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layout of the building makes it difficult to distinguish one operation from the other. The Board found therein that:
8. The dispensing of eyewear in the Eyelab Building is organized into departments within the store. Directories, located as you enter the front of the store, welcome visitors to the store, list the various departments and contain direction to the Eye Exam 21 facility in the west wing;
9. Eye Exam 21 is located to the left as one comes in the front entrance, contiguous to the property occupied by Eyelab and directly opposite the desk used by Eyelab for its cashier. There is also a rear entrance to the building, from which one can enter directly into the Eye Exam 21 portion of the premises by passing through a foyer common to Eye Exam 21 and Eyelab;
10. The selling area of Eyelab is partially separated from the portion leased by Eye Exam on the main floor by a transparent Plexiglas divider with a large open archway between the two containing no door or other device separating the facilities.
Appellants do not challenge the physical description of the building, but rather argue that signs clearly direct the customers to the correct operation, either optometry or opticianry. Intervenor Eyelab asserts that it is essentially part of the marketing concept that the two operations be adjacent and complementary.
The other evidence introduced related to the lease between the parties. The Board argues that although appellants are a subtenant of Eyelab for approximately 1,700 square feet of space on the main floor, appellants also occupy about 1,300 square feet on a lower level used for their contact lens department under the name Contacts 21 and which can be reached by a stairway in the middle of the main floor of the building. There is no written agreement between the parties for those facilities. Appellants testified that rent is paid for that area by inclusion in the total rent paid.
Under the lease appellants pay rental of 10% of the gross receipts, with a minimum required payment of $50,000 per year. During the first six months of operation appellants made no rental payment under the lease. Appellants testified that unpaid rent for this period was prorated into the final lease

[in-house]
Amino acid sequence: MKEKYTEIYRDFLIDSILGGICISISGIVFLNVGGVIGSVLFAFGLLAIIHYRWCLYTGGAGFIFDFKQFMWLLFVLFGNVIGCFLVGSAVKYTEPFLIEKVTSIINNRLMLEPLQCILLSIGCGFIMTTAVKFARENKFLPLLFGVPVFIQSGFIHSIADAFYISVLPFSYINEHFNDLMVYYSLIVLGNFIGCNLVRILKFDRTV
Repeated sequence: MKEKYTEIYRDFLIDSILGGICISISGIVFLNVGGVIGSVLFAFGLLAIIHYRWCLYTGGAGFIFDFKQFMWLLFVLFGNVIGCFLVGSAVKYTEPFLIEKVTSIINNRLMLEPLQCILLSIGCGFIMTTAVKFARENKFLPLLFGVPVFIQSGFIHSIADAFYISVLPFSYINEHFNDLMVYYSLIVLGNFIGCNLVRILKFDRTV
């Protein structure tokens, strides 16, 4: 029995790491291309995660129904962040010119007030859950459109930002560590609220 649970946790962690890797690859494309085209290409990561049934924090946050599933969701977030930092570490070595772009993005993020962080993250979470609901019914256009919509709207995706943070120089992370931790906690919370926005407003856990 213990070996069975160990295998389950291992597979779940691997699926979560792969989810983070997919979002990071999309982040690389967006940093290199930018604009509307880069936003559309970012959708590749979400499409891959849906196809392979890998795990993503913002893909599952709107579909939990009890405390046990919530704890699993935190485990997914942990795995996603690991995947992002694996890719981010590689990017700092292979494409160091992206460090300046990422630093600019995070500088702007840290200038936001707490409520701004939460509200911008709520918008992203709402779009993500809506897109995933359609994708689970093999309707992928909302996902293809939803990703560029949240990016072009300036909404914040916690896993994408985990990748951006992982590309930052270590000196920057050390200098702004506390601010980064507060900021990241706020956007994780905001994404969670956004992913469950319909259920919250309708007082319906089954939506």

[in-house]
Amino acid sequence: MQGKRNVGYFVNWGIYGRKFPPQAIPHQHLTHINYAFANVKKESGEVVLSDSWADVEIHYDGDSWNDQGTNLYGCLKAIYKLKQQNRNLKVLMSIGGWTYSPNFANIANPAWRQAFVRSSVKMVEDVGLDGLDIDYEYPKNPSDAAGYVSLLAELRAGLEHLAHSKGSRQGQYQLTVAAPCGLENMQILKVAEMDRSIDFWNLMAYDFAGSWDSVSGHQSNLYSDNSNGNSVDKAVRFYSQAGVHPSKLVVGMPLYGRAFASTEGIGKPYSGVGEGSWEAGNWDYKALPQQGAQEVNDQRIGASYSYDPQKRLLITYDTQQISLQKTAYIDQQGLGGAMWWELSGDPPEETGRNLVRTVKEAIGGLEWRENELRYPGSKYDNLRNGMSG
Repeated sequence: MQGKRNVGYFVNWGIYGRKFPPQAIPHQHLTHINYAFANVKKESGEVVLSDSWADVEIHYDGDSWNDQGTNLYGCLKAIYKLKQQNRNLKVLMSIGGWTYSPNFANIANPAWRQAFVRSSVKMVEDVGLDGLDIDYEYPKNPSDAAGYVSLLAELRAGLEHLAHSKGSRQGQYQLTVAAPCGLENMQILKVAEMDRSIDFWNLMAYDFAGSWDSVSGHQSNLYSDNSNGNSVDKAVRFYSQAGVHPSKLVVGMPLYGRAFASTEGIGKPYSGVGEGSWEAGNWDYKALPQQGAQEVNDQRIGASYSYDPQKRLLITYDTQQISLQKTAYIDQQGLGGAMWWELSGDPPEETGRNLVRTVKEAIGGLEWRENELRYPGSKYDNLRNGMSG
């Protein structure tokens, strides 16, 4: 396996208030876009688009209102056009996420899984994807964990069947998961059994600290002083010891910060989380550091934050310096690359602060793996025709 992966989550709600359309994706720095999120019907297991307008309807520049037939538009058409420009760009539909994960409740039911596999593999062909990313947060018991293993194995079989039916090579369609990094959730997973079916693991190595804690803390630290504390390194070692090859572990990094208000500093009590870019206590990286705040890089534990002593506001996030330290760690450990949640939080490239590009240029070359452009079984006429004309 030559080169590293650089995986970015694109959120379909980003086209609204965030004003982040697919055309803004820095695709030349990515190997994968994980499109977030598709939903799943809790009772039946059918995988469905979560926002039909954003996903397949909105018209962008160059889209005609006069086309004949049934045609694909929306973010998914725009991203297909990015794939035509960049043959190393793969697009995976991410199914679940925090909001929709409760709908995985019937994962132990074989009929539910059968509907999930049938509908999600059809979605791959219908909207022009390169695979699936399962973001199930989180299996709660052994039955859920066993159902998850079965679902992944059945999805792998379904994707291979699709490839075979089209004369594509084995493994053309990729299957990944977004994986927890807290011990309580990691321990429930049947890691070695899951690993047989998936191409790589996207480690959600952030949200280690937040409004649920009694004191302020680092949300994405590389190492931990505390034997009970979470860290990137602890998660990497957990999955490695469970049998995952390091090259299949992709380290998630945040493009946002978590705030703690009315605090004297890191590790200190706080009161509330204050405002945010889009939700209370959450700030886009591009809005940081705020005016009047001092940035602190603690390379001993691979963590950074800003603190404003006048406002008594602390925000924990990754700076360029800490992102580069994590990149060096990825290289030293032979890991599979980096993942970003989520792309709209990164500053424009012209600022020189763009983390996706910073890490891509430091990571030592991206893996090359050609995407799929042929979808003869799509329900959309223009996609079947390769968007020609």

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negotiated. Despite appellants' testimony in that regard, the Board found that no rent was paid from August 1980 to January 1981. Regardless of the manner this is viewed we attach no material significance thereto. We might even take notice that in many rental situations there can be an initial period of lower rent or no rent as an inducement for the tenancy. The Board's major concern was that rent was based upon a percentage of gross profits. Essentially, the Board's argument is that there is something improper about a lease of space by an optometrist based on a percentage of profits. It is conceded that such percentage of profits provisions are generally standard in shopping mall leases. The Board also concluded that because appellants are required to file quarterly reports of gross receipts and permit inspection of their books for verification of the profits that the inference should be drawn that appellants are effectively paid by Eyelab. The facts clearly show that Eyelab receives money from appellants, and not the reverse.
In finding a violation of the statute the Board concluded that because the lease required Eye Exam to be open from 9:30 a.m. to 9:30 p.m., therefore Eye Exam was controlled by Eyelab. This conclusion was reached notwithstanding the testimony of the optometrists that they inserted the provision in the lease in order to exercise control over their employees and eliminate disputes with optometrists who wanted to leave early when business was slow. The Board drew similar conclusions from the provisions in the lease requiring Eye Exam to be open when Eyelab is.
The Board also relied on its finding that approximately $35,000 worth of optometry equipment used by appellants belongs to Eyelab and that there was no separate lease agreement for the equipment.*fn2 Dr. Morenstein testified that this provision for
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equipment was not an unusual relationship and was one utilized by Pearle Vision Centers. Although the Board concluded that the fact of ownership of the equipment by Eyelab tended to show an employment relationship, the appellants took the position that the equipment was merely part of the lease arrangement and that the landlord provided that equipment as well as janitorial and utility service. Appellants argued that the total rental figure was calculated with a percentage for the equipment included.
The Board also found that Eyelab employees have free access to the eye examination area and effective access to patients' charts. Appellants do not deny that because of the configuration of the building employees can walk back and forth between the two operations. However, they maintain that there is no unethical solicitation of professional service and that Eyelab employees have no access to confidential patient information. They point out that prescriptions of optometrists must be made available to opticians who require it to execute the prescriptions. Eyelab people can have a prescription checked but are not allowed to read confidential patient charts.